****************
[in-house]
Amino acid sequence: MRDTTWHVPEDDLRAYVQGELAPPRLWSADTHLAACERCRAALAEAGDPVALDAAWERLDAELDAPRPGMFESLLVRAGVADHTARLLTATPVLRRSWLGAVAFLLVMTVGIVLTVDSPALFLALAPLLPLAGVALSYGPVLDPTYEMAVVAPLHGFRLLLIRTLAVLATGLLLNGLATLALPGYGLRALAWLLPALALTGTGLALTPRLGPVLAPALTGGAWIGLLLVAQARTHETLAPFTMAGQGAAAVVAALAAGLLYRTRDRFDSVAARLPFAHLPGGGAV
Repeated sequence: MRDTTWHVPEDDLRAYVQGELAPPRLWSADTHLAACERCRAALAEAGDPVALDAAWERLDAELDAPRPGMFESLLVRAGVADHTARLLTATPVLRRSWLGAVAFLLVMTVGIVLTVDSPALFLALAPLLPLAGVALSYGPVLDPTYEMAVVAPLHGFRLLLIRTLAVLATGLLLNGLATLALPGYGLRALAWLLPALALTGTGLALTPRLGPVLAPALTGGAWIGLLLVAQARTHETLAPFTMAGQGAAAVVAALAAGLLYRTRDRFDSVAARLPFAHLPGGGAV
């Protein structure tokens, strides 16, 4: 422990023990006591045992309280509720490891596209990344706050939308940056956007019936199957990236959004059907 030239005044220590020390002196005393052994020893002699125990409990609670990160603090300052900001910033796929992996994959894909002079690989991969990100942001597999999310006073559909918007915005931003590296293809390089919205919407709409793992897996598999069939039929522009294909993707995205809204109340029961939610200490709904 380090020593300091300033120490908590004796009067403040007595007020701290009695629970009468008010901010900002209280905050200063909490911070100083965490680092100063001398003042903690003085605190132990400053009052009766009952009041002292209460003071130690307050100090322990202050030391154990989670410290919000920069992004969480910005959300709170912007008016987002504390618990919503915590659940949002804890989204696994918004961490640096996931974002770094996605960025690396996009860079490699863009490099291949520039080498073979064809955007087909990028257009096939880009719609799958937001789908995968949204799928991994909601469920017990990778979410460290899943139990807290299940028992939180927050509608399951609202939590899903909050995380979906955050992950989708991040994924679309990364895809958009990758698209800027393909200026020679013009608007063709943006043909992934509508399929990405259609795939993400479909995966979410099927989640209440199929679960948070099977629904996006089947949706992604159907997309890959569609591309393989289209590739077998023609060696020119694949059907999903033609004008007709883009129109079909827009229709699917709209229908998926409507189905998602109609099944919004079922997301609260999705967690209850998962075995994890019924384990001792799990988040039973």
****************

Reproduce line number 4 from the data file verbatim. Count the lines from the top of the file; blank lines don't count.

């Protein structure tokens, strides 16, 4: 422990023990006591045992309280509720490891596209990344706050939308940056956007019936199957990236959004059907 030239005044220590020390002196005393052994020893002699125990409990609670990160603090300052900001910033796929992996994959894909002079690989991969990100942001597999999310006073559909918007915005931003590296293809390089919205919407709409793992897996598999069939039929522009294909993707995205809204109340029961939610200490709904 380090020593300091300033120490908590004796009067403040007595007020701290009695629970009468008010901010900002209280905050200063909490911070100083965490680092100063001398003042903690003085605190132990400053009052009766009952009041002292209460003071130690307050100090322990202050030391154990989670410290919000920069992004969480910005959300709170912007008016987002504390618990919503915590659940949002804890989204696994918004961490640096996931974002770094996605960025690396996009860079490699863009490099291949520039080498073979064809955007087909990028257009096939880009719609799958937001789908995968949204799928991994909601469920017990990778979410460290899943139990807290299940028992939180927050509608399951609202939590899903909050995380979906955050992950989708991040994924679309990364895809958009990758698209800027393909200026020679013009608007063709943006043909992934509508399929990405259609795939993400479909995966979410099927989640209440199929679960948070099977629904996006089947949706992604159907997309890959569609591309393989289209590739077998023609060696020119694949059907999903033609004008007709883009129109079909827009229709699917709209229908998926409507189905998602109609099944919004079922997301609260999705967690209850998962075995994890019924384990001792799990988040039973």